I agree that building healthy relationships with our children is extremely valuable. But should it be the main focus of our parenting? And are feelings king? 

What does the Bible say about parenting?

Now that we have a general idea of gentle parenting, let’s explore what the Bible says about parenting in general. Then we can determine if Christians should use this philosophy to guide their parenting decisions.

Proverbs 22:6
Train up a child in the way he should go [teaching him to seek God’s wisdom and will for his abilities and talents], Even when he is old he will not depart from it. (AMP)

Deuteronomy 5:29
Oh that they had such a heart in them, that they would fear [and worship Me with awe-filled reverence and profound respect] and keep all My commandments always, so that it may go well with them and with their children forever! (AMP)

Deuteronomy 6:5-7
You shall love the Lord your God with all your heart and mind and with all your soul and with all your strength [your entire being]. These words, which I am commanding you today, shall be [written] on your heart and mind. You shall teach them diligently to your children [impressing God’s precepts on their minds and penetrating their hearts with His truths] and shall speak of them when you sit in your house and when you walk on the road and when you lie down and when you get up. (AMP)

Proverbs 1:7-10
My son, hear the instruction of your father,
And do not reject the teaching of your mother.
For they are a garland of grace on your head,
And chains and ornaments [of gold] around your neck. (AMP)

Proverbs 29:17 
Discipline your children, and they will give you peace of mind and will make your heart glad. (NLT)

Ephesians 6:1-4
Children, obey your parents in the Lord [that is, accept their guidance and discipline as His representatives], for this is right [for obedience teaches wisdom and self-discipline]. Honor [esteem, value as precious] your father and your mother [and be respectful to them]—this is the first commandment with a promise— so that it may be well with you, and that you may have a long life on the earth.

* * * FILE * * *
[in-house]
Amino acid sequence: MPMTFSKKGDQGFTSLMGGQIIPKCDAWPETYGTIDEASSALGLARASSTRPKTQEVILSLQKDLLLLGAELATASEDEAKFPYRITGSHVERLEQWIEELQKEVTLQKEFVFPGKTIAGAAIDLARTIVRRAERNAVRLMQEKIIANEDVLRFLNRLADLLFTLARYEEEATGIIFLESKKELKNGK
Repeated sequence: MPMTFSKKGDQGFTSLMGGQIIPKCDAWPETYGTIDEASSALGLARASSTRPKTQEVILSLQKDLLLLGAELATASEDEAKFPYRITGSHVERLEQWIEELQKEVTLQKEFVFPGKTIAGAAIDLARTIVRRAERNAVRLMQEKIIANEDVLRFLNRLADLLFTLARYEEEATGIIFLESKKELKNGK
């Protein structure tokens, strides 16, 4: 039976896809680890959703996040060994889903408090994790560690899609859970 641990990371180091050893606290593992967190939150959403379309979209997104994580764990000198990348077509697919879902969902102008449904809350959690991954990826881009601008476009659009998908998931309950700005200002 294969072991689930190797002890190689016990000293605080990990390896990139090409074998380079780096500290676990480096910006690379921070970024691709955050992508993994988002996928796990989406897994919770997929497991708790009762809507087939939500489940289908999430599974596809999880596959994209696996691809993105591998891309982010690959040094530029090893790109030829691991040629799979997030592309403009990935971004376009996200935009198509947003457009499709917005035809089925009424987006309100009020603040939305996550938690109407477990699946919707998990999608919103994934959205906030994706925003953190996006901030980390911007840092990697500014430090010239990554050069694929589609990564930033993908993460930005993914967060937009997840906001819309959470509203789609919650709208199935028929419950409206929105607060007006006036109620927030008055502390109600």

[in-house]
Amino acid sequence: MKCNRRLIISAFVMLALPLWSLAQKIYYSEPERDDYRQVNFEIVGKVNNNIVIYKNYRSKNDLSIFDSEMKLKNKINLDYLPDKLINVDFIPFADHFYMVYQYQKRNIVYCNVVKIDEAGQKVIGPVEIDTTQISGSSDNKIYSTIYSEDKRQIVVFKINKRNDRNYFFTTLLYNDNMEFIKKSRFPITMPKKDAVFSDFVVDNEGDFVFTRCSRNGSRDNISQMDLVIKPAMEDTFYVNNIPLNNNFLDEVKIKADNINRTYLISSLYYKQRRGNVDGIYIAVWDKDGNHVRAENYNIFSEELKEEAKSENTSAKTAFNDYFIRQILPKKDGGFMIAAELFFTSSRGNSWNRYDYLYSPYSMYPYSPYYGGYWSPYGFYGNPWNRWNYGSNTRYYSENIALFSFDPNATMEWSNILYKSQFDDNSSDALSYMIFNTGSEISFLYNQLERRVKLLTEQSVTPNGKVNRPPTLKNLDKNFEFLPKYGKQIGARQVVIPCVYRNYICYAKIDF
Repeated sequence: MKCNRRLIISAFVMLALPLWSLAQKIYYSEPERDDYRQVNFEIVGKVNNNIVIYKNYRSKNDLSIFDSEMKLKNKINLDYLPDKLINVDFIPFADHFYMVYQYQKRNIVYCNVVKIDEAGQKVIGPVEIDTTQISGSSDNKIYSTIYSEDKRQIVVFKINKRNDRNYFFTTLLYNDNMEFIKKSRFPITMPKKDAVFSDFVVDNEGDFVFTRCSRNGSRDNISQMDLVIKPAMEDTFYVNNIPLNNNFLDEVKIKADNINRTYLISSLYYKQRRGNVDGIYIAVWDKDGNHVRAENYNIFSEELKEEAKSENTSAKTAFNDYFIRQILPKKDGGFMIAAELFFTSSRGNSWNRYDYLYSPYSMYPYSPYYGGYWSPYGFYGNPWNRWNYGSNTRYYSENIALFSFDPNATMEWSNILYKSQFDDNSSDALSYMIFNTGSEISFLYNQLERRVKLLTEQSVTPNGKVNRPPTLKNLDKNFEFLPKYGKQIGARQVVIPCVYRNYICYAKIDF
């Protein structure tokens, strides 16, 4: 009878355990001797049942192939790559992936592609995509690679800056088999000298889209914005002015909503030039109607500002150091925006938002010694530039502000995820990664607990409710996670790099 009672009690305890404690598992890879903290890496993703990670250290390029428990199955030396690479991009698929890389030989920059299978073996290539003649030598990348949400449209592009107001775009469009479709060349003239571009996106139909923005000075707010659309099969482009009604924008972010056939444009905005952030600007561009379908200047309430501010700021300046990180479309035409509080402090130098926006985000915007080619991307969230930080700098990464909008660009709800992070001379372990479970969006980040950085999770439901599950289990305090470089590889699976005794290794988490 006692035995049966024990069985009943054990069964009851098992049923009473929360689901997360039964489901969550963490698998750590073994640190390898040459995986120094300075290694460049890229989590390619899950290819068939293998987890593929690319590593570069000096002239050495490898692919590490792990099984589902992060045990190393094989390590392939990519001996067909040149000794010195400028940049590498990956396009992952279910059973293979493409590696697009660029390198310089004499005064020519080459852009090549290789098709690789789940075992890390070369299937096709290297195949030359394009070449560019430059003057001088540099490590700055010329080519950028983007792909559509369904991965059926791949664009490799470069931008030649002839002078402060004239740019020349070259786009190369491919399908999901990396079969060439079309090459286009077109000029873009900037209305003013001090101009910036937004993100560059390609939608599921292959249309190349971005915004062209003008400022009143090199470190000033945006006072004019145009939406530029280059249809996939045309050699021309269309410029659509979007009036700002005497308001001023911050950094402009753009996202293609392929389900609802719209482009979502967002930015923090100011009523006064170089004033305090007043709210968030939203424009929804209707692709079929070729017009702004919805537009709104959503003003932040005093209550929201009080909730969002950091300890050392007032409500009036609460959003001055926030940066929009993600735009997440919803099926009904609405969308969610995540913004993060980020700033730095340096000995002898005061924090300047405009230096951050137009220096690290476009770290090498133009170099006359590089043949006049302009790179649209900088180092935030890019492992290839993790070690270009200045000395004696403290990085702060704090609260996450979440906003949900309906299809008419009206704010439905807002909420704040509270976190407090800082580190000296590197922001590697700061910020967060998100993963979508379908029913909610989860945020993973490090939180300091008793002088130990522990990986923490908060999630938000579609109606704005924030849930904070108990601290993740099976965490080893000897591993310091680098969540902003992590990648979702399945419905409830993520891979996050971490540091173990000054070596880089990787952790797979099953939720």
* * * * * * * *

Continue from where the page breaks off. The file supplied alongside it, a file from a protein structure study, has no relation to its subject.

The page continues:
Fathers, do not provoke your children to anger [do not exasperate them to the point of resentment with demands that are trivial or unreasonable or humiliating or abusive; nor by showing favoritism or indifference to any of them], but bring them up [tenderly, with lovingkindness] in the discipline and instruction of the Lord. (AMP)

Hebrews 12:7-11
You must submit to [correction for the purpose of] discipline; God is dealing with you as with sons; for what son is there whom his father does not discipline? Now if you are exempt from correction and without discipline, in which all [of God’s children] share, then you are illegitimate children and not sons [at all].

Moreover, we have had earthly fathers who disciplined us, and we submitted and respected them [for training us]; shall we not much more willingly submit to the Father of spirits, and live [by learning from His discipline]? For our earthly fathers disciplined us for only a short time as seemed best to them; but He disciplines us for our good, so that we may share His holiness. For the time being no discipline brings joy, but seems sad and painful; yet to those who have been trained by it, afterwards it yields the peaceful fruit of righteousness [right standing with God and a lifestyle and attitude that seeks conformity to God’s will and purpose]. (AMP)

Gentle parenting is very popular, but should we as Christians follow it's philosophy? Explore what the Bible says about raising children.

Is gentle parenting too good to be true? Is gentle parenting biblical?